What an exciting post title that is! I can’t believe it’s the 4th Tuesday of July already. This month has flown by, been really busy.
So we took Elliot for his two-day freshman orientation this week, in the neighbouring town of Eugene. It’s about a 2-hour drive down the freeway, a sleepy little town full of college students on bikes and grey-haired people in expensive but sensible sandals, like Keens or Tevas. It continues to embrace its own stereotype, and I took pictures of tie-dyed Grateful Dead t-shirts on display in shop windows. I swear I saw those same t-shirts on a trip I made there in the late 80s. Here is a visual for you:
Now, on to the books! This month,
Global Mom: This was rather an emotional read for me, as it’s about a family who moves a lot internationally, and I swung wildly between feeling bone-tired at the thought of another move and all the hard work involved in learning a new place, and stabs of pure jealousy because I want to move again. This doesn’t tell you much about the book, but go read my review and enter to win your own copy.
The Fame Thief (Junior Bender #3): This one is fun, with a total 40s noir vibe to it, but it has its very serious side to it as well. Gangster holdover Irwin Dressler hires burgler Junior Bender to figure out who ruined the reputation of Dolores La Marr, who was rated by Life magazine as the most beautiful woman in the world in 1950. Junior’s pretty sure that now, over 60 years later, whoever the guilty party was is long gone, but instead he finds out that some grudges get stronger with age.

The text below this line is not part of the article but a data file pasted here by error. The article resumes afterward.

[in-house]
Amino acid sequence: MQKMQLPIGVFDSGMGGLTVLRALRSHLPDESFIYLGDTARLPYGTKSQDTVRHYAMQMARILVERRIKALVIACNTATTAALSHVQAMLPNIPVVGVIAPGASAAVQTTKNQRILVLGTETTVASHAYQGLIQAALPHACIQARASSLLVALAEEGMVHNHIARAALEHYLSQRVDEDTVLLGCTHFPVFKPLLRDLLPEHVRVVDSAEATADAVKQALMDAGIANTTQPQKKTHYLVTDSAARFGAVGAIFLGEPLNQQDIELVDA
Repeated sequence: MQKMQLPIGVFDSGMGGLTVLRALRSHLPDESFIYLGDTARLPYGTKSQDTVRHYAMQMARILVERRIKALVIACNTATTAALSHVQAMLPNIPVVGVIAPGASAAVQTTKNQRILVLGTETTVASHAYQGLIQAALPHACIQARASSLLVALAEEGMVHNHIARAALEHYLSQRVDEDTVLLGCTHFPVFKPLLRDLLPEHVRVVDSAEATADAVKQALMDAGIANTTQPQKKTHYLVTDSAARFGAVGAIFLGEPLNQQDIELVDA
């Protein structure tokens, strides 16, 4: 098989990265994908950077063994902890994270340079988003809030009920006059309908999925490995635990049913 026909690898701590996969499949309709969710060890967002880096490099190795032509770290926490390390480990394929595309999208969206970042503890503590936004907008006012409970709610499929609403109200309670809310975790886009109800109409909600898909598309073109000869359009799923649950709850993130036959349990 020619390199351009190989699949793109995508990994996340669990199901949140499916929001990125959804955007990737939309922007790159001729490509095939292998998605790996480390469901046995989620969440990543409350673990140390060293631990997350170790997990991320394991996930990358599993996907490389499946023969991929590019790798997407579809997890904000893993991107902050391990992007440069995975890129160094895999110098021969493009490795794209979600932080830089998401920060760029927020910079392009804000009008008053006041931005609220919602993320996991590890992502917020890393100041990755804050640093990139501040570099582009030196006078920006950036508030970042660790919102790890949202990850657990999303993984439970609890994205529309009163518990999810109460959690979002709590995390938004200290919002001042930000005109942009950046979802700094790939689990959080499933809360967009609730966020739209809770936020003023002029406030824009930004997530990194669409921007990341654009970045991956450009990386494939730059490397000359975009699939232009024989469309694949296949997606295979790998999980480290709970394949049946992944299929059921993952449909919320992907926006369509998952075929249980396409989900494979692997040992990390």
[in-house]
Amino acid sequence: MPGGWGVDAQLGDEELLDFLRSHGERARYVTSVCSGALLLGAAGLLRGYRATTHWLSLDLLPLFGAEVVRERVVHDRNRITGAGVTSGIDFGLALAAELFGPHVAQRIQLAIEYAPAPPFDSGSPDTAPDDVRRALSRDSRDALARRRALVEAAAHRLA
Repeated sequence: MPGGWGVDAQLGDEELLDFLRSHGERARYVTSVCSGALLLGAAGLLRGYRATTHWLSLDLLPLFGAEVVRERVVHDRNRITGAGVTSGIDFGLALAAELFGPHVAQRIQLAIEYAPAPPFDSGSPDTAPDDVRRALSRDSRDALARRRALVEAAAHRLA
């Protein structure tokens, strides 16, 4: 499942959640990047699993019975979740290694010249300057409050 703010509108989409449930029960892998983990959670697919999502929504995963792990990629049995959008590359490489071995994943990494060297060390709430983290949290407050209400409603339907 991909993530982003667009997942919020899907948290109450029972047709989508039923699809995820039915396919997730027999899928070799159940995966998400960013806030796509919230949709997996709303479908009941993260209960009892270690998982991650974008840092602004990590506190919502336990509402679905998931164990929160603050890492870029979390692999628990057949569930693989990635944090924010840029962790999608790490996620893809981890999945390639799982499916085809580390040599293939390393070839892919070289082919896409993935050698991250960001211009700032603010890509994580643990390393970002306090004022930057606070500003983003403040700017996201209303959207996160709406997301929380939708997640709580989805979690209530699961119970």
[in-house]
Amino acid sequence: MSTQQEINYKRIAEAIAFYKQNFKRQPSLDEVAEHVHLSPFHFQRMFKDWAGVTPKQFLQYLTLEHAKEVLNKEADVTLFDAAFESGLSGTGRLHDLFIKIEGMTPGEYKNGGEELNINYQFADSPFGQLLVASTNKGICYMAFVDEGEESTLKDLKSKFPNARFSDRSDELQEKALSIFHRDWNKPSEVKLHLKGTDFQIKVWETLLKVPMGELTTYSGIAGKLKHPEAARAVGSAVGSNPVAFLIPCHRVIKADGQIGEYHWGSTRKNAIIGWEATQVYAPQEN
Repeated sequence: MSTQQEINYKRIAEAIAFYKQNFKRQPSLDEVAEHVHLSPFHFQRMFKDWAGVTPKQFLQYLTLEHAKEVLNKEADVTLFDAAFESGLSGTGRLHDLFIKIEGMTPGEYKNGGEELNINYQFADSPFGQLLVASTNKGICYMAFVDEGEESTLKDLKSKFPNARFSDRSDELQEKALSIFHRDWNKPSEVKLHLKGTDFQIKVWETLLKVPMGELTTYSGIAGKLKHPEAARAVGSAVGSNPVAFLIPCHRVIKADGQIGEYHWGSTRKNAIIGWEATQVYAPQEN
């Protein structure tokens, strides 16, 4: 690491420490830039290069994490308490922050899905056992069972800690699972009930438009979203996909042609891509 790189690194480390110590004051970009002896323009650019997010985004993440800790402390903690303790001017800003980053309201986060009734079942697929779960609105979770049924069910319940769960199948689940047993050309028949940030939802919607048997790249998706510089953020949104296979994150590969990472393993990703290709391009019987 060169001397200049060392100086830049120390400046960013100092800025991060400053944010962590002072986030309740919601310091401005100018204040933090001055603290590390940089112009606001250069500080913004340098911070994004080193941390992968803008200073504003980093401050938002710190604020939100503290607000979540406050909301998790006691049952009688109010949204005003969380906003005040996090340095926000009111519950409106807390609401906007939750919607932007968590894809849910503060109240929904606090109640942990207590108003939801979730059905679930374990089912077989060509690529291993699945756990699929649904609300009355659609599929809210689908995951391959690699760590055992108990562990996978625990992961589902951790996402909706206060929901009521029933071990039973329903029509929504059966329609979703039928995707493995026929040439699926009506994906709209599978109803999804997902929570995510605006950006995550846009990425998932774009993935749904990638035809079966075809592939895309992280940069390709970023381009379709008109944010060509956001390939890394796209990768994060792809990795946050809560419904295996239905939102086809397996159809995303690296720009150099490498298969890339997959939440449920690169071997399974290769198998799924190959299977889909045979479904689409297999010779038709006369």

Together Tea: Highly recommend this look at immigrant families and how they find themselves changed by their changed environment and how they can find their way back to their true selves. It’s also a really good story! Linked to my review.
The World’s Strongest Librarian: A young man learns to deal with Tourette’s through weight-lifting and supportive family. He also thoroughly confuses Mormonism and Christianity, which I found annoying–surely a decent editor could have helped?
Love and Other Subjects: This one has a slow start but I ended up being glad I stuck with it. Carolyn Jenkins is a first-year teacher and wants above all to do a good job at teaching, but nothing in her suburban middle class background prepared her for the poor inner-city school she’s at. Also a love interest who is uber-patient.
The Illusion of Separateness: so far, very good but a little light considering its subject matter, which is the inter-connectedness of all humanity. Here’s the publisher’s description: a harrowing and enchanting story of how one man’s act of mercy during World War II changed the lives of strangers, and how they each discover the astonishing truth of their connection. Whether they are pursued by Nazi soldiers, old age, shame, deformity, disease, or regret, the characters in this utterly compelling novel discover in their, darkest moments of fear and isolation that they are not alone, that they were never alone, that every human being is a link in an unseen chain.
Apologies to My Censor: Mitch Mowley goes to China to write for an English-language paper and so far, does a lot of drugs and gets drunk. I’m waiting for the stories to start, and judging from the back cover, they should soon.
Sight Reading: I actually started this one and it’s good, but that was over a month ago; I remember it has to do with music and with one man’s relationships with two different women.
Kind of Cruel The latest Sophie Hannah. I love her stuff. Literate suspense, and always dealing with women and families.
After Her The latest Joyce Maynard. From the publisher: Loosely inspired by the Trailside Killer case that terrorized Marin County, California, in the late 1970s, After Her is part thriller, part love story. Maynard has created a poignant, suspenseful, and painfully real family saga that traces a young girl’s first explorations of sexuality, the loss of innocence, the bond shared by sisters, and the tender but damaged relationship between a girl and her father that endures even beyond the grave.